Today we traveled from Egilsstadir to Husavik. However, we deviated from the Ring Road for a very special waterfall.
Here are sights on the way toward Dettifoss. First a really nice one named Rjukandafoss, where we captured our first rainbow:
Today’s lunch stop:
This is Dettifoss, which seems to be in the Icelandic equivalent of our Grand Canyon. This is the Waterfall of waterfalls!
Two other magnificent waterfalls were nearby:
Here are more sights after the waterfalls but before Husavik. The lake below is called Earthquake Lake, as it was formed as a result of a series of earthquakes in the winter of 1975-76. In the thaw of spring 1976, the melt water didn’t drain as usual, but left a large lake.
At this stop, Jay birdwatched, while I photo’d mushrooms
When we finally reached Husavik, we were tired and dusty from all the gravel roads, but the waterfalls were well worth it. Here’s our dinner stop, and as we were eating, the fog began to lift.
We’re spending tomorrow in Husavik also, so hopefully we’ll have better photos then.
Here are the REAL photos of the puffins from Grimsey Island.
As I mentioned, terns and puffins share cliffs — and sometimes gulls do too, so if you see any white birds, those are either terns or gulls.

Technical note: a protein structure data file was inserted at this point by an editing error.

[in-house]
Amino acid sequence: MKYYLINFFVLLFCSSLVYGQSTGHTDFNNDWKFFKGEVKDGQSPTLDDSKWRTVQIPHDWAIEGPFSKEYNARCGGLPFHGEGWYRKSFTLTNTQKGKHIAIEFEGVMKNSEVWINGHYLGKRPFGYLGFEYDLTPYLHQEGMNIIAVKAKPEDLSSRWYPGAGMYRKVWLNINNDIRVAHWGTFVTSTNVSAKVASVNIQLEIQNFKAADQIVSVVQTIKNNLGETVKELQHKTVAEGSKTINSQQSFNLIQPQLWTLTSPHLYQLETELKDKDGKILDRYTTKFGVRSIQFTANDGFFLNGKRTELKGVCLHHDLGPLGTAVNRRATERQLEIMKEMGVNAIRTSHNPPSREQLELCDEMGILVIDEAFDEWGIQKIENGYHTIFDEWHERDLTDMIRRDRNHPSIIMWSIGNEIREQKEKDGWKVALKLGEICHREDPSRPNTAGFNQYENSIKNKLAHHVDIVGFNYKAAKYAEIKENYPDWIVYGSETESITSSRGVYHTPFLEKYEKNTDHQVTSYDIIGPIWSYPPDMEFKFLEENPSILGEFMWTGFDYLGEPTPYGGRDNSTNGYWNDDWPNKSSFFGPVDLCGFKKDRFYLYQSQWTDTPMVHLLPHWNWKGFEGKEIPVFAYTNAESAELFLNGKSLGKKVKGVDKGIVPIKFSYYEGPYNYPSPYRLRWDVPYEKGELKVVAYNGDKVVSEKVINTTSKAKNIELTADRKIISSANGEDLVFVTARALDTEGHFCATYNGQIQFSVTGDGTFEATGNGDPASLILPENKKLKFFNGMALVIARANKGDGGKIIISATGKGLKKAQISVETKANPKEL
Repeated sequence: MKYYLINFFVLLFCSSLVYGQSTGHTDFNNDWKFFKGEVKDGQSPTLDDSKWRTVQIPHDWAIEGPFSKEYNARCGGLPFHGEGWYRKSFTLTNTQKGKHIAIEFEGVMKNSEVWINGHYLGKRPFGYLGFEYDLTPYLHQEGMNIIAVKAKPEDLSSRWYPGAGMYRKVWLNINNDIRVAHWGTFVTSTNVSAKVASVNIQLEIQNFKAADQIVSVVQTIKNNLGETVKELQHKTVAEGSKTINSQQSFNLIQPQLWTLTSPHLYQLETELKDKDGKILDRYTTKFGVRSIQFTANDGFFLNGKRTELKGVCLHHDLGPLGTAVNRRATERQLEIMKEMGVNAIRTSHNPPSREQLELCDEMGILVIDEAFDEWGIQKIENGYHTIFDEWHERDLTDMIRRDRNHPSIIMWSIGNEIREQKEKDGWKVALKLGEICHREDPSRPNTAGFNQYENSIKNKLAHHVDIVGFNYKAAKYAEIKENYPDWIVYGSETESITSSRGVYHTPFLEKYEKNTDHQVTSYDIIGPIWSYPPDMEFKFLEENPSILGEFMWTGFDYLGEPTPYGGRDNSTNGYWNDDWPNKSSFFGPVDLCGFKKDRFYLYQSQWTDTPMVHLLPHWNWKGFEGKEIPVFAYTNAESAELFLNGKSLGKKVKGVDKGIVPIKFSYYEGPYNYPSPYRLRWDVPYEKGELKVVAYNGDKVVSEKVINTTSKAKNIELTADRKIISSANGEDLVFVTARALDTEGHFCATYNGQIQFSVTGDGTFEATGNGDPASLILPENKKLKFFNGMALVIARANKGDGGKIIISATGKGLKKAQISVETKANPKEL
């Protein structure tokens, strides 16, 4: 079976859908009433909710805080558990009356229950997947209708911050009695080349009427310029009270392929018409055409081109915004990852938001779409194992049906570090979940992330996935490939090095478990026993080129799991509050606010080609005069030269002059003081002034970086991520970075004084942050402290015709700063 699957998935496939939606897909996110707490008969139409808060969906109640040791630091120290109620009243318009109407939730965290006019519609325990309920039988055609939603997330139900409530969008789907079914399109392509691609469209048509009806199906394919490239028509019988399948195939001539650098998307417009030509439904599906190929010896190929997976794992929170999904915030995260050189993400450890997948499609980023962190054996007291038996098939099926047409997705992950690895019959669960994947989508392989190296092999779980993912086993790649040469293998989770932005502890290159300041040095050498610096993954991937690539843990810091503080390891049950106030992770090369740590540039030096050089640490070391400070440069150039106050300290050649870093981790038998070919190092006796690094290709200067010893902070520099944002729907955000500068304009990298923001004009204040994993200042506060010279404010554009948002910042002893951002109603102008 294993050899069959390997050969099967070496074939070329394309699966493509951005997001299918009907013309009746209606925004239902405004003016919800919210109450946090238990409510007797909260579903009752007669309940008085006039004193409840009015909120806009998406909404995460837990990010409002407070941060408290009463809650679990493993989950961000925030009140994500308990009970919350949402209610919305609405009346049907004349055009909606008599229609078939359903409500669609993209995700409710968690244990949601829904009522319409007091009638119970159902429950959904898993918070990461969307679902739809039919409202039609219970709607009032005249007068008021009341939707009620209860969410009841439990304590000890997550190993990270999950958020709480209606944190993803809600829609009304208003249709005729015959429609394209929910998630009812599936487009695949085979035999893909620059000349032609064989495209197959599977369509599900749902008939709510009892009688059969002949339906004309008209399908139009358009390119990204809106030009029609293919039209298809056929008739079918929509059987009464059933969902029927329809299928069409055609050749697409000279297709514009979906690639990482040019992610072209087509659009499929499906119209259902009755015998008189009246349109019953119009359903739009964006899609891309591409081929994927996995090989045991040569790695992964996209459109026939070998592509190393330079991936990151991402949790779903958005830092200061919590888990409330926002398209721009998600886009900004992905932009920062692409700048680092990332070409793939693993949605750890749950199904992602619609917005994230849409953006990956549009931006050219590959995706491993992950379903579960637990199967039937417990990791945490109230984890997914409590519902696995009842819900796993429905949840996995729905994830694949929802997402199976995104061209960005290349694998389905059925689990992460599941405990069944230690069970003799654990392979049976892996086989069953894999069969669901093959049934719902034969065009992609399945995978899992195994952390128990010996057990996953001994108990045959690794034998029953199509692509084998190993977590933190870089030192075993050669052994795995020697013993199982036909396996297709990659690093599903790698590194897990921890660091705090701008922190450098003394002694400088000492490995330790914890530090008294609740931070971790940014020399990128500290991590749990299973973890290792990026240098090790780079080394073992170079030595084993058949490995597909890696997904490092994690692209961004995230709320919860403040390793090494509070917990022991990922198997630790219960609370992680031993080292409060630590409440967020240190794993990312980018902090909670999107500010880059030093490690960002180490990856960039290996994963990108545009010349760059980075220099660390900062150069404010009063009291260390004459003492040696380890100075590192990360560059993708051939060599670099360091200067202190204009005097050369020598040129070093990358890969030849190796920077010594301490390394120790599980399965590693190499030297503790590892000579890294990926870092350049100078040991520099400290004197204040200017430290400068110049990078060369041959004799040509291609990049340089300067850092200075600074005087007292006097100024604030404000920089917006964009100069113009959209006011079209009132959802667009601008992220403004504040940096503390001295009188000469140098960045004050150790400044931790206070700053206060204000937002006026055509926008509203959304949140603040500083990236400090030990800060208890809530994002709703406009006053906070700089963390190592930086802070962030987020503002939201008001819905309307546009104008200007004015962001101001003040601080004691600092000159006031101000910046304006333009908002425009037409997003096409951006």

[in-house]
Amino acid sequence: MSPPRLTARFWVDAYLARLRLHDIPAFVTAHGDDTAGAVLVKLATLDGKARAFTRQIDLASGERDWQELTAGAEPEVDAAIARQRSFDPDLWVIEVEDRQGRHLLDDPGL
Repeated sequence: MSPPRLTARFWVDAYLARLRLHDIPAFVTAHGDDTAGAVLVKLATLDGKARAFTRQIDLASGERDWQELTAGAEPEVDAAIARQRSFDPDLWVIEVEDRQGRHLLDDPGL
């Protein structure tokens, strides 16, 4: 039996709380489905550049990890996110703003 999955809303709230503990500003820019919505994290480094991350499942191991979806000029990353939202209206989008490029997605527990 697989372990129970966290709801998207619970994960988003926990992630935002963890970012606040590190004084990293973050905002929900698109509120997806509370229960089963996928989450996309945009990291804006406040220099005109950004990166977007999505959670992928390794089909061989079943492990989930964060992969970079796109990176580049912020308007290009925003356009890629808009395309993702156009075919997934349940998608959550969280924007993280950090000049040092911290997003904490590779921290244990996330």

Puffins are not especially graceful on land…
But they ARE beautiful! Notice how the parents hold the fish they’ve caught for their chicks? They have ridges in their beaks, so they can dive and catch a fish, store it across the beak — and repeat the process until the beak is full. Makes a very organized offering, don’t you think?
Today we’re on Grimsey Island. You’ll notice that the blue dot on this map is as far north as we’ll go.
It’s a very small island with a summertime human population of less than 100 and a bird population of probably more than 1,000,000!
We were taken to the Island by tender.
In addition to having fascinating wildlife, this island is significant for tourists because the Arctic Circle passes through the middle of it. So, the first item on the agenda was to document the crossing!
Then, we headed toward the nesting sites of Arctic Terns and Puffins. On the way, I got a shot of the Icelandic sheep. This breed is tough (as all Icelandic animals must be) and it produces a really warm, dense, and practically waterproof wool.
Cute animals, but I passed on buying yarn because it is very rough on the hands, and way too warm to wear in Cambria.
So, on to the birds. Please note, however, that I am using only a cell phone camera. Today’s post will give you an idea of the nesting sites, but the REAL bird photos will be posted after I upload the shots from Jay’s big camera.
If you see white birds in these photos, they are Arctic Terns. And the white, messy spots on the cliffs are their nests.
The terns and the puffins often share cliffs. The terns take the lower perches, and the puffins dig burrows at the top of the cliffs. They mate for life and return to the same burrow year after year.
And, here are my best “puffin” shots from the cell phone: The two women are Tauck representatives completely in puffin mode, and the last one is a fuzzy souvenir San Simeon Travel gave to each of their tour participants.
“Real” puffin photos will come in the next post. ‘Til then…